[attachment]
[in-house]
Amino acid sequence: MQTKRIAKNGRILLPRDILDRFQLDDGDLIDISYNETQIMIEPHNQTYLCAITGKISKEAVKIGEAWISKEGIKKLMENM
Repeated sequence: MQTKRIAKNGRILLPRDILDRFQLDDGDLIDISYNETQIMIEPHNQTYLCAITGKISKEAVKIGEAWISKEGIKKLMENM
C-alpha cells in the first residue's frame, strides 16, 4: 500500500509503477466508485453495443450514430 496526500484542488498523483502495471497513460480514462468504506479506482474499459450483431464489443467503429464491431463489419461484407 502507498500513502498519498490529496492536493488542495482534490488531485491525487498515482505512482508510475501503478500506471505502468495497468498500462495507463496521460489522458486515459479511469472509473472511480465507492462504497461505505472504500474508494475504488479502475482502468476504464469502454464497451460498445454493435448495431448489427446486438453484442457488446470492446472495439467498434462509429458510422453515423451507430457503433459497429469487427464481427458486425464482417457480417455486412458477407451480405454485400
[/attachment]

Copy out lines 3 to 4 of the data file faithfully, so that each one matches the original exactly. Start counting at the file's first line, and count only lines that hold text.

Repeated sequence: MQTKRIAKNGRILLPRDILDRFQLDDGDLIDISYNETQIMIEPHNQTYLCAITGKISKEAVKIGEAWISKEGIKKLMENM
C-alpha cells in the first residue's frame, strides 16, 4: 500500500509503477466508485453495443450514430 496526500484542488498523483502495471497513460480514462468504506479506482474499459450483431464489443467503429464491431463489419461484407 502507498500513502498519498490529496492536493488542495482534490488531485491525487498515482505512482508510475501503478500506471505502468495497468498500462495507463496521460489522458486515459479511469472509473472511480465507492462504497461505505472504500474508494475504488479502475482502468476504464469502454464497451460498445454493435448495431448489427446486438453484442457488446470492446472495439467498434462509429458510422453515423451507430457503433459497429469487427464481427458486425464482417457480417455486412458477407451480405454485400